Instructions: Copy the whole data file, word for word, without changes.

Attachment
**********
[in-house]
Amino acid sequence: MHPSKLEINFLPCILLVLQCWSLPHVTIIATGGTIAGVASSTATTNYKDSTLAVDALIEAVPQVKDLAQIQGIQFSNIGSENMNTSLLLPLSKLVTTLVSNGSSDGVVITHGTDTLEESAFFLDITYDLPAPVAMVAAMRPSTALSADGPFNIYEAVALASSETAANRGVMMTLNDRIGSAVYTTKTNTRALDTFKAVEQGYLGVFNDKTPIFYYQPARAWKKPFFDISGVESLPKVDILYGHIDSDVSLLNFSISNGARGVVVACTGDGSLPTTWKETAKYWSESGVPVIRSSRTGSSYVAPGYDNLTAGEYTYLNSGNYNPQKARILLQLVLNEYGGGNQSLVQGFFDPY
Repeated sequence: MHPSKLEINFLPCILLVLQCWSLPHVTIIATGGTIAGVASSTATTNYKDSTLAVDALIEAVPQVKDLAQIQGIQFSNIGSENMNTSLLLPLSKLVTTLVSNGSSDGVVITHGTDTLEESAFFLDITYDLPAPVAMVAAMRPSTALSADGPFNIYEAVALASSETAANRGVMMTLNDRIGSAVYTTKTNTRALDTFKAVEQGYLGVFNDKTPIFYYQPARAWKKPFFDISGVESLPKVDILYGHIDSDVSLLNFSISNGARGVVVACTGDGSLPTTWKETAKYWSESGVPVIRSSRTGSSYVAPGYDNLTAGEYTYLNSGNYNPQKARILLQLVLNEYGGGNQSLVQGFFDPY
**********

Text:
[in-house]
Amino acid sequence: MHPSKLEINFLPCILLVLQCWSLPHVTIIATGGTIAGVASSTATTNYKDSTLAVDALIEAVPQVKDLAQIQGIQFSNIGSENMNTSLLLPLSKLVTTLVSNGSSDGVVITHGTDTLEESAFFLDITYDLPAPVAMVAAMRPSTALSADGPFNIYEAVALASSETAANRGVMMTLNDRIGSAVYTTKTNTRALDTFKAVEQGYLGVFNDKTPIFYYQPARAWKKPFFDISGVESLPKVDILYGHIDSDVSLLNFSISNGARGVVVACTGDGSLPTTWKETAKYWSESGVPVIRSSRTGSSYVAPGYDNLTAGEYTYLNSGNYNPQKARILLQLVLNEYGGGNQSLVQGFFDPY
Repeated sequence: MHPSKLEINFLPCILLVLQCWSLPHVTIIATGGTIAGVASSTATTNYKDSTLAVDALIEAVPQVKDLAQIQGIQFSNIGSENMNTSLLLPLSKLVTTLVSNGSSDGVVITHGTDTLEESAFFLDITYDLPAPVAMVAAMRPSTALSADGPFNIYEAVALASSETAANRGVMMTLNDRIGSAVYTTKTNTRALDTFKAVEQGYLGVFNDKTPIFYYQPARAWKKPFFDISGVESLPKVDILYGHIDSDVSLLNFSISNGARGVVVACTGDGSLPTTWKETAKYWSESGVPVIRSSRTGSSYVAPGYDNLTAGEYTYLNSGNYNPQKARILLQLVLNEYGGGNQSLVQGFFDPY